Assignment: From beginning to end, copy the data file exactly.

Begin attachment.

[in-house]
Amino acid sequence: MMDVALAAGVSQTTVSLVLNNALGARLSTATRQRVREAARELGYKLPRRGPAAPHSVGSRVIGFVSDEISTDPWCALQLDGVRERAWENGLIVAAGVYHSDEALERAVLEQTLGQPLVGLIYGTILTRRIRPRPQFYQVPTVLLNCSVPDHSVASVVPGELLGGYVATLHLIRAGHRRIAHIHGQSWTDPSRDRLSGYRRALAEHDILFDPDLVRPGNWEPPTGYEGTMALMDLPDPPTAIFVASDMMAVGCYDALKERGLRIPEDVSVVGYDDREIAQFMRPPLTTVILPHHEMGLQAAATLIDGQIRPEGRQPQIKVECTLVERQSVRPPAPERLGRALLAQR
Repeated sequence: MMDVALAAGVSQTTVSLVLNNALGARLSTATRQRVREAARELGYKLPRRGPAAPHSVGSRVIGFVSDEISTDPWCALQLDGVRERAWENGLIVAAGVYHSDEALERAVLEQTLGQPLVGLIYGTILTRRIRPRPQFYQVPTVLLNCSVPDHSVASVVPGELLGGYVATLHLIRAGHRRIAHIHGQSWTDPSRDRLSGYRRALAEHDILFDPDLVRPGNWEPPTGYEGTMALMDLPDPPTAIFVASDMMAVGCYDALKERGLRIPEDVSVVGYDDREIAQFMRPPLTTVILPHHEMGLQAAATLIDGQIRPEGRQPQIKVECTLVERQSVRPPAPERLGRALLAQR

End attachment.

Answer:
[in-house]
Amino acid sequence: MMDVALAAGVSQTTVSLVLNNALGARLSTATRQRVREAARELGYKLPRRGPAAPHSVGSRVIGFVSDEISTDPWCALQLDGVRERAWENGLIVAAGVYHSDEALERAVLEQTLGQPLVGLIYGTILTRRIRPRPQFYQVPTVLLNCSVPDHSVASVVPGELLGGYVATLHLIRAGHRRIAHIHGQSWTDPSRDRLSGYRRALAEHDILFDPDLVRPGNWEPPTGYEGTMALMDLPDPPTAIFVASDMMAVGCYDALKERGLRIPEDVSVVGYDDREIAQFMRPPLTTVILPHHEMGLQAAATLIDGQIRPEGRQPQIKVECTLVERQSVRPPAPERLGRALLAQR
Repeated sequence: MMDVALAAGVSQTTVSLVLNNALGARLSTATRQRVREAARELGYKLPRRGPAAPHSVGSRVIGFVSDEISTDPWCALQLDGVRERAWENGLIVAAGVYHSDEALERAVLEQTLGQPLVGLIYGTILTRRIRPRPQFYQVPTVLLNCSVPDHSVASVVPGELLGGYVATLHLIRAGHRRIAHIHGQSWTDPSRDRLSGYRRALAEHDILFDPDLVRPGNWEPPTGYEGTMALMDLPDPPTAIFVASDMMAVGCYDALKERGLRIPEDVSVVGYDDREIAQFMRPPLTTVILPHHEMGLQAAATLIDGQIRPEGRQPQIKVECTLVERQSVRPPAPERLGRALLAQR